Everyone gathered last week at the meeting convened by Detroit Emergency Manager Kevyn Orr knew that the news would be dire. Nonetheless, Orr’s report on Detroit’s financial condition and his proposal for the treatment of the city’s creditors – an offer of approximately ten cents on the dollar for the city’s unsecured bonds - still managed to drop jaws. Therein lies what is perhaps the city’s best hope for a path forward that does not involve years of costly litigation.



Posted 43 weeks 4 days ago

Everyone gathered last week at the meeting convened by Detroit Emergency Manager Kevyn Orr knew that the news would be dire. Nonetheless, Orr’s report on Detroit’s financial condition and his proposal for the treatment of the city’s creditors – an offer of approximately ten cents on the dollar for the city’s unsecured bonds – still managed to drop jaws. Therein lies what is perhaps the city’s best hope for a path forward that does not involve years of costly litigation.



Posted 43 weeks 4 days ago

Kevyn Orr, the emergency manager appointed by Michigan Governor Rick Snyder to try to resolve the Detroit financial crisis, has effectively replaced the Detroit mayor, former NBA legend Dave Bing. However, it is Orr who in the upcoming weeks will need to hit the equivalent of a three-point shot at the buzzer if Detroit is to avoid becoming the largest municipal bankruptcy case in history.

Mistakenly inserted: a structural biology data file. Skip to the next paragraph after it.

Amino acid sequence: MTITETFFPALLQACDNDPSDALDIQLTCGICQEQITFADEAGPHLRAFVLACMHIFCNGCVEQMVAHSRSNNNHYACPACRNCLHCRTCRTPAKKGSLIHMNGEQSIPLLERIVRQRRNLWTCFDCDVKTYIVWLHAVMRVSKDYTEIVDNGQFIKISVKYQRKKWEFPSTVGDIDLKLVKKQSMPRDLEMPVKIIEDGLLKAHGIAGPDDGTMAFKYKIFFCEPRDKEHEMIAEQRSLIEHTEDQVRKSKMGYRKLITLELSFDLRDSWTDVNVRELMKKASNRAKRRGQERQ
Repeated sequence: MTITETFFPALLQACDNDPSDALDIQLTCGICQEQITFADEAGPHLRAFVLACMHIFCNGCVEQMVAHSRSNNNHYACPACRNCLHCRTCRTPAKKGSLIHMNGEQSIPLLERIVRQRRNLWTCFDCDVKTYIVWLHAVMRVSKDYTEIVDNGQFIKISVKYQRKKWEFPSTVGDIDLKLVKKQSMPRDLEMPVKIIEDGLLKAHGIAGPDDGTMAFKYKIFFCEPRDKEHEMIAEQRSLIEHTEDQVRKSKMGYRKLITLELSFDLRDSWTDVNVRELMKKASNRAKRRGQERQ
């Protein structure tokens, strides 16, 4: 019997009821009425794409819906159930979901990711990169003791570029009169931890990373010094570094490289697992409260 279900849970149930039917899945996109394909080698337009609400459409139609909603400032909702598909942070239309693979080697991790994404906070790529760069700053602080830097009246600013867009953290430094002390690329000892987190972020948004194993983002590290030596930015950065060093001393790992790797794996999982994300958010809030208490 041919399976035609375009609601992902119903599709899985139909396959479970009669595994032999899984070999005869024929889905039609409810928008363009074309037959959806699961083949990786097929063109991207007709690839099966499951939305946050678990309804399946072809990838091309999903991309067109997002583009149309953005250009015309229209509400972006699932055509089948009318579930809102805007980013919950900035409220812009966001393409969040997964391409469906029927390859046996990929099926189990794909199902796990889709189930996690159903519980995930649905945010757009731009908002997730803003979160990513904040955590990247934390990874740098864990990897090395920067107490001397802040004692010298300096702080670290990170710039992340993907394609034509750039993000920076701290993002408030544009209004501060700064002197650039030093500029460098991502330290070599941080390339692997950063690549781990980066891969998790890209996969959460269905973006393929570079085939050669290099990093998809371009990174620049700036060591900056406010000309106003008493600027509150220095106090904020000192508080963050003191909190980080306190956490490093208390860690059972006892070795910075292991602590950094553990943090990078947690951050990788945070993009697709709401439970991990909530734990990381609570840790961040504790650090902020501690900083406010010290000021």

Posted 46 weeks 3 days ago

Kevyn Orr, the emergency manager appointed by Michigan Governor Rick Snyder to try to resolve the Detroit financial crisis, has effectively replaced the Detroit mayor, former NBA legend Dave Bing. However, it is Orr who in the upcoming weeks will need to hit the equivalent of a three-point shot at the buzzer if Detroit is to avoid becoming the largest municipal bankruptcy case in history. 



Posted 46 weeks 3 days ago

GGW LLC and its affiliates (“GGW”), which produce and distribute the soft core pornography videos known as “Girls Gone Wild”, recently filed for relief under chapter 11 of the Bankruptcy Code. The filing follows years of legal troubles for the company’s founder, Joe Francis, including criminal charges of racketeering and tax evasion, and civil litigation against Steve Wynn’s Mirage Resorts Casinos stemming from gambling debts owed by Francis. The bankruptcy filing of GGW was evidently precipitated by a slander judgment of $19 million obtained by Wynn against Francis.    
The prurient nature of GGW’s business model aside, the case actually provides a cautionary tale for entrepreneurs who seek bankruptcy protection under chapter 11 in order to try to maintain control of the businesses that they have founded. Such owners are often ill-suited for the so-called “fishbowl” of chapter 11; they tend to ignore the advice they are given (or are unable to comprehend) that the filing of a petition for relief under chapter 11 both creates a distinct bankruptcy estate, and imposes substantial fiduciary obligations on company officers and directors to such estate and its creditors. 



Posted 50 weeks 4 days ago